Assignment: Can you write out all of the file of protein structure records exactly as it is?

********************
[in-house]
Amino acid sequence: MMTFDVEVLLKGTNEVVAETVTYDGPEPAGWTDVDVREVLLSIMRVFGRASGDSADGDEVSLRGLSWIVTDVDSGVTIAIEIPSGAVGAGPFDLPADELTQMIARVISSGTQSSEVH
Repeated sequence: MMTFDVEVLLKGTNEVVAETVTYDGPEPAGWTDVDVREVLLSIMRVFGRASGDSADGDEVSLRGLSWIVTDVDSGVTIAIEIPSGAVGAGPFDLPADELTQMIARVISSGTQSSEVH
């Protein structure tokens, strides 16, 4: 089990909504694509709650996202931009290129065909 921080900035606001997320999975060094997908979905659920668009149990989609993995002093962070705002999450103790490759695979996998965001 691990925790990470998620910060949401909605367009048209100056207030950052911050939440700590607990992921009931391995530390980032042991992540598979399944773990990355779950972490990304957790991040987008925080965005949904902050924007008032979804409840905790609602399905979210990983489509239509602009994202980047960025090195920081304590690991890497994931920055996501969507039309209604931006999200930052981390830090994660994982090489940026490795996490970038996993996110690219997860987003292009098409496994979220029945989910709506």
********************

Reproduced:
[in-house]
Amino acid sequence: MMTFDVEVLLKGTNEVVAETVTYDGPEPAGWTDVDVREVLLSIMRVFGRASGDSADGDEVSLRGLSWIVTDVDSGVTIAIEIPSGAVGAGPFDLPADELTQMIARVISSGTQSSEVH
Repeated sequence: MMTFDVEVLLKGTNEVVAETVTYDGPEPAGWTDVDVREVLLSIMRVFGRASGDSADGDEVSLRGLSWIVTDVDSGVTIAIEIPSGAVGAGPFDLPADELTQMIARVISSGTQSSEVH
């Protein structure tokens, strides 16, 4: 089990909504694509709650996202931009290129065909 921080900035606001997320999975060094997908979905659920668009149990989609993995002093962070705002999450103790490759695979996998965001 691990925790990470998620910060949401909605367009048209100056207030950052911050939440700590607990992921009931391995530390980032042991992540598979399944773990990355779950972490990304957790991040987008925080965005949904902050924007008032979804409840905790609602399905979210990983489509239509602009994202980047960025090195920081304590690991890497994931920055996501969507039309209604931006999200930052981390830090994660994982090489940026490795996490970038996993996110690219997860987003292009098409496994979220029945989910709506």